Monday , April 19 2021

Parker Solar Probe records the recordings during the first meeting with the Sun – Spaceflight Now



The artistic concept of NASA's Parker's solar probe. Credit: NASA / JHUAPL / Steve Gribben

Less than three months after a sudden departure from Cape Canaveral, NASA's Parker Solar Probe flew 15 miles (24 million kilometers) of sun on Monday for the first mission of $ 1.5 billion.

The sun probe was flying in an autonomous mode without contact with ground controllers, which was on the road that reached the closest point to the sun at 10:28. EST Monday (0328 GMT Tuesday), according to NASA.

Parker Solar Probe circles the sun in an ellipse loop that takes off a perihelion spacecraft – the nearest point on the sun, which took place on Monday – to a distant point between the orbits of Venus and Earth. The spihelion of the spacecraft on Monday reached the position less than half the distance from the sun as Merkur.

"We're going into an environment that is totally unhappy," said Andy Driesman, Project Leader of the Parker Solar Probe at the Johns Hopkins University Laboratory for Applied Physics, built and operated by a spacecraft. "The temperatures that we see on spacecraft have never before seen any other spacecraft. The first perihelion we go, we have a very minimal contact. All we can get is a tone."

Spacecraft launching the Cape Canaveral on August 12 launched the United Rapid Alliance Delta 4-Heavy, which propelled Parker Solar Probe into a rapid departure from Earth on its way to Venus. On 3 October, the sun probe flew about 2,400 kilometers on the Venus plane, using the gravity of a planet as a brake, which slowed down its speed enough to bring the sun closer to the spacecraft.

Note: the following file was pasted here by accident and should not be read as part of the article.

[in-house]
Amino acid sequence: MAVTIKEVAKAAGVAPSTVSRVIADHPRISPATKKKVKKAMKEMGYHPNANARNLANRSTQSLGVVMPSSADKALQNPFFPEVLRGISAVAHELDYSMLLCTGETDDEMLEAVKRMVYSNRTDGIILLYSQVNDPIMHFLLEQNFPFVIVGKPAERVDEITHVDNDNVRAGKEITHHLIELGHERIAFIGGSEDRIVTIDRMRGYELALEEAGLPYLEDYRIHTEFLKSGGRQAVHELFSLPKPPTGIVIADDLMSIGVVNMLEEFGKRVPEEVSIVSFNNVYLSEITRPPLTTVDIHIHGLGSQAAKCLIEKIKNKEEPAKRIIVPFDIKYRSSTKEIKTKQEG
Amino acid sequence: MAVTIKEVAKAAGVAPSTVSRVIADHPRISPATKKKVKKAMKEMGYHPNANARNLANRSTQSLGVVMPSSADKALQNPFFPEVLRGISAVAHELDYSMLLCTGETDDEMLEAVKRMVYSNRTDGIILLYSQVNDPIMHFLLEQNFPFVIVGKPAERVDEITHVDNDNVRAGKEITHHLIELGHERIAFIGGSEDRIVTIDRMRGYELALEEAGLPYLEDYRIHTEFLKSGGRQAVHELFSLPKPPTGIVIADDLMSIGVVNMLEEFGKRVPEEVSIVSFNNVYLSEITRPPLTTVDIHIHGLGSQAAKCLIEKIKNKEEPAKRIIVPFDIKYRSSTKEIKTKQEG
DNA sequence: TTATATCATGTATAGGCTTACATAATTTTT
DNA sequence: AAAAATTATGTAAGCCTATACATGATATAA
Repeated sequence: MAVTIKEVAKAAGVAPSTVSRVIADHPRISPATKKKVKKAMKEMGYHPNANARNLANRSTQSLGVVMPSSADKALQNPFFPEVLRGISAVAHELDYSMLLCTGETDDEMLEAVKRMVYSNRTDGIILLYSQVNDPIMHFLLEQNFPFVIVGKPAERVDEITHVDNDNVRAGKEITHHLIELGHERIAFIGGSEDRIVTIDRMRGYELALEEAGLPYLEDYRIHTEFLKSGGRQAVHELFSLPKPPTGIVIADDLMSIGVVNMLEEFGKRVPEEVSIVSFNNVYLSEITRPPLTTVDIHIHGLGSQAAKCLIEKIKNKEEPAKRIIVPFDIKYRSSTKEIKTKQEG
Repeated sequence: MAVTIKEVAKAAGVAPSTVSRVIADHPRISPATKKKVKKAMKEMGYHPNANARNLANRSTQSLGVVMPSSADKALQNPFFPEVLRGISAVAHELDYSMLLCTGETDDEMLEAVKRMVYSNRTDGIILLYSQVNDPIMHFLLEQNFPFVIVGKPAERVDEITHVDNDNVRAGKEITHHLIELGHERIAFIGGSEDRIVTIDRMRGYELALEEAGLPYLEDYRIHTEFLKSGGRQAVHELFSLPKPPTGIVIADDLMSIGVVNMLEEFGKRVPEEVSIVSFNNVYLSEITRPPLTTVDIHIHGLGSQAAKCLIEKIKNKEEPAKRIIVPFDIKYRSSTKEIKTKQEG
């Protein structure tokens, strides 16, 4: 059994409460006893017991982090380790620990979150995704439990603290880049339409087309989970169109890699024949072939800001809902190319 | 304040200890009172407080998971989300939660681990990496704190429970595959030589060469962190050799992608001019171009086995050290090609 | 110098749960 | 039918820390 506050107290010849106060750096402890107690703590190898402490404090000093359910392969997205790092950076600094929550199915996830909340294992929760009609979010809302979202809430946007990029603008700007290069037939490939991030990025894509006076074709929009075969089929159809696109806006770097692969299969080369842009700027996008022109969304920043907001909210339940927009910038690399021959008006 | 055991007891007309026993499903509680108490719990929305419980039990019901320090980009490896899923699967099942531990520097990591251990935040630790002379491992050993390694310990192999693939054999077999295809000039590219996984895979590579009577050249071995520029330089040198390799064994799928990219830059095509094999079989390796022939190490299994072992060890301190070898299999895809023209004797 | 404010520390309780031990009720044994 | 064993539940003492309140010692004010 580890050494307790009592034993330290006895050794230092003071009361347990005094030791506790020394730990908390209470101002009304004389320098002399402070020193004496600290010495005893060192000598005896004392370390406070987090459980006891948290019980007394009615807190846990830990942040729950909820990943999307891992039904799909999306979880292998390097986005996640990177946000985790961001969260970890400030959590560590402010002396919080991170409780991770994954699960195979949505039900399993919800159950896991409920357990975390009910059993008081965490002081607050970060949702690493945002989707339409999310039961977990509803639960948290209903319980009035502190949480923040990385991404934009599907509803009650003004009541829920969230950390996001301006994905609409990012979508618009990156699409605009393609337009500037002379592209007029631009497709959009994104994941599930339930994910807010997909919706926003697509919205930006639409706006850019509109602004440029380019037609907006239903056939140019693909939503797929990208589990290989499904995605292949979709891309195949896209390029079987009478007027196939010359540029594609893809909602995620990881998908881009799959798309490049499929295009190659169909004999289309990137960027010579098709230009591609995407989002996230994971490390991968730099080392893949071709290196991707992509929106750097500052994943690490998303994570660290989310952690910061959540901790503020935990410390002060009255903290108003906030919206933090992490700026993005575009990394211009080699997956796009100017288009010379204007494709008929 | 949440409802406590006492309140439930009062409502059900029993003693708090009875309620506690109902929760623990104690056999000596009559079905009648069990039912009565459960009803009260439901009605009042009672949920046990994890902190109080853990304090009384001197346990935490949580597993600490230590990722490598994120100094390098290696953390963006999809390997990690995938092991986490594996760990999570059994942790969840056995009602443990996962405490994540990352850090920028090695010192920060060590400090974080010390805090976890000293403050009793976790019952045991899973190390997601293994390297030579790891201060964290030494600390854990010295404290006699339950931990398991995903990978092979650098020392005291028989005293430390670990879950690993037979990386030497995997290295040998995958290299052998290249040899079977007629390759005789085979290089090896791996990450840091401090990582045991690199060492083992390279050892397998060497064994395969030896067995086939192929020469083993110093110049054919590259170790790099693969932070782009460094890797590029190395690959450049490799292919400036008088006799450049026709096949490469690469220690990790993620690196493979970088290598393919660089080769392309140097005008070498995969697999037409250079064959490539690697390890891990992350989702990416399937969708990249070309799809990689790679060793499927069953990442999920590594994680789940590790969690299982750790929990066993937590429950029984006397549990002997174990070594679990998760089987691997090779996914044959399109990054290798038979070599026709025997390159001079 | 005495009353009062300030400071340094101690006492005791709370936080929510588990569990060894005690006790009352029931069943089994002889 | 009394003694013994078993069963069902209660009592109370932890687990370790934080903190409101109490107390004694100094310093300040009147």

On October 29, the Sondo recorded a record that the human object in the sun approached a human sign that reached the German-American spacecraft Helios 2 in April 1976 at a distance of 26.55 million kilometers (42.7 million kilometers). On the same day, Parker Solar Probe became the fastest spacecraft in comparison with the sun, which exceeded the heliocentric speed of 153,454 km / h (42.6 miles per second, 68.6 kilometers per second).

This orbital diagram shows the state of the Parker solar probe in the solar system on November 6th. Credit: JHUAPL

The spacecraft launched the first phase of the sunset on October 31st and reached the closest point to the sun in its current orbit late Monday and reached the highest speed of 213.200 km / h (59.2 km per second, 95.3 kilometers per second).

Parker Solar Probe is expected to fly through a low material area in the outer outside sun, where temperatures reach 3.6 million degrees Celsius (2 million degrees Celsius), according to the APL statement.

Spacecraft are armored for extreme temperatures that carry a 4.5-inch thick (11.4 centimeters) of carbon composite thermal shield covered with a white ceramic coating. The heat barrier measures about 8 feet (nearly 2.5 meters wide) on the reverse side of the solar probe, retaining most of the vessel components – with the exception of some of its sensors and solar arrays – at a slightly above room temperature.